* make dissemination of ideas based on racial superiority or hatred an offence punishable by law
* introduce vigilance and deterrence (through establishment of Committee of Conscience at each administrative level starting with the village) to discourage individuals, groups and organizations from disseminating racial superiority or hatred and treat these as acts of violence or incitements to commit such acts
* enable a facilitation unit for healing and reconciliation through which people of every locality can take charge of development and, in the process, create a space for mediation, expressing regrets, remorse and apology at individual levels
* provide globalization spin off opportunities and benefits evenly to all people rather than to individuals and groups selected on political or ethnic criteria.
The power that controls this country seems to project (as Minister Pieris did inDelhi) that trickledown from administrative amendments through 13 plus or 13 minus, infrastructure reconstruction and new economic opportunities will lead to national reconciliation. Unfortunately, little is realized that such dispensations, with whatever good intentions attached to them, seem immaterial to the ones who are returning to their villages from the refugee camps to pick up the broken pieces and restart life.
Free interaction with the war affected returnees reveals that emotional and psychosomatic wounds they sustained over the long years of conflict remain not only open but are beginning to fester and, as long as they are unattended to, national reconciliation will be a distant goal. A common feeling among them is that there is no willingness or serious effort by anyone to help in healing their wounds and, they are let to remain in this plight by a (government) policy design. At every turn of life the war victims are being bureaucratically and militarily blocked and the given excuse is security risk. For anything they wish to do to restart life, even to collect and resell thrown away scrap materials, an invisible someone’s approval is required but, approval is not a barrier or easily granted to anyone from Southern provinces who wish to be involved in the same trade. What is needed is an opening for these war victims to stretch out and make a free choice of how they wish to restart their lives. Ingredients for reconciliation are situation specific, and they cannot be generalized under one package.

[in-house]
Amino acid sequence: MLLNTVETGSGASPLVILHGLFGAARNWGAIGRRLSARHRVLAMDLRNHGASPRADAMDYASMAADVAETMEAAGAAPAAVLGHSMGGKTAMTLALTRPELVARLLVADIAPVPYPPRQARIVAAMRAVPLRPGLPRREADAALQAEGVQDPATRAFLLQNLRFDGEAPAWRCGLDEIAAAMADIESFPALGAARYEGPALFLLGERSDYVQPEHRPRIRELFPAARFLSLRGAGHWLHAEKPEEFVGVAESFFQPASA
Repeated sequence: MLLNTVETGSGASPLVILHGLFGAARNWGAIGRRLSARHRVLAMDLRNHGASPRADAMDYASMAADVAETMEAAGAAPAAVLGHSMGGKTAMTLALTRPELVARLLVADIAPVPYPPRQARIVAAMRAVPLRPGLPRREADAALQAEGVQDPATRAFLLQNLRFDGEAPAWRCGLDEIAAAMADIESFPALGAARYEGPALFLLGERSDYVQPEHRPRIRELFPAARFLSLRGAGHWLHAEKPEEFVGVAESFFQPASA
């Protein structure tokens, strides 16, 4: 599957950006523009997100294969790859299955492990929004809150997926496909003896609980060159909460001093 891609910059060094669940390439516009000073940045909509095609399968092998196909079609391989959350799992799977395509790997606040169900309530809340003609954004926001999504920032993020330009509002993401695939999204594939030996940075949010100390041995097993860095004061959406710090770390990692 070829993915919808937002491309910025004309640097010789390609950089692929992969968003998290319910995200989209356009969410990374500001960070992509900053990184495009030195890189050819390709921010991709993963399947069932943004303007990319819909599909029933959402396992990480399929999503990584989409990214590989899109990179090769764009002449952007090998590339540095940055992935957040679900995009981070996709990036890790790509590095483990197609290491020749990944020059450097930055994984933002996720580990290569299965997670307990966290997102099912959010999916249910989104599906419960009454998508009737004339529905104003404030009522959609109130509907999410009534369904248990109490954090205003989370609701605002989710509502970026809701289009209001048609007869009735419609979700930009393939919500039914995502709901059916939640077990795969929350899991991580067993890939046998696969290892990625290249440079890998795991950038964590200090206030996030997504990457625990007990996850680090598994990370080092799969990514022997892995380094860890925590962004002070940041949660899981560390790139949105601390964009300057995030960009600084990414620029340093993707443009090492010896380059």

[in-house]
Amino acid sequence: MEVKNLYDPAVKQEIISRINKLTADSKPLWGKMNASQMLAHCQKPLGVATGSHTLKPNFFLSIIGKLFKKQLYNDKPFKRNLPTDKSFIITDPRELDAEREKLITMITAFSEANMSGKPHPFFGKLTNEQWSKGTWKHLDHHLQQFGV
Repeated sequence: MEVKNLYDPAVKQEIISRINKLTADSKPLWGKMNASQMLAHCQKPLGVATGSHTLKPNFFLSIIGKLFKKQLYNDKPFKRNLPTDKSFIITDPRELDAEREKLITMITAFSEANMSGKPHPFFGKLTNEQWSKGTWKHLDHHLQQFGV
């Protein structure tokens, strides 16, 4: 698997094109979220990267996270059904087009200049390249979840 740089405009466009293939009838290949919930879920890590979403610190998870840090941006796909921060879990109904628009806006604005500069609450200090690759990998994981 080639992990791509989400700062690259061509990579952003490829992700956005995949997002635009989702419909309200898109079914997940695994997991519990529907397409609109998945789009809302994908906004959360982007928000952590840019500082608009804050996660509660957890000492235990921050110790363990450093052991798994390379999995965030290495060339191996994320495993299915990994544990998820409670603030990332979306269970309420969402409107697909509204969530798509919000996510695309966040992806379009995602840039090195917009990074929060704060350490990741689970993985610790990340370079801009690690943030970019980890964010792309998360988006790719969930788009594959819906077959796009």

Regardless of whatever different situations may demand, reconciliation has to ultimately work through the hearts of individuals who harbor pains from the long years of their inability to meet basic human aspirations or from loss of loved ones and properties as they became innocent victims of calculated and indiscriminate violent attacks between fighting forces. Constitutional amendments and projected development that the enlightened minister talked about cannot make hearts to forget or forgive. This has to be done at a different level, through a process of spiritual counseling and persuasion. If wounds are not healed and social inequities and disparities are allowed to multiply consciously or unconsciously they will turn to be the harbinger of another cycle of fear and violence. Certainly we in this country do not want this to happen. This is a choice for those in power to make. It is gratifying that, at least, NEIFR has realized dangers from people with unhealed wounds, and that is why it has taken upon itself to find redress through reconciliation at the spiritual level which is within NEIFR’s own forte.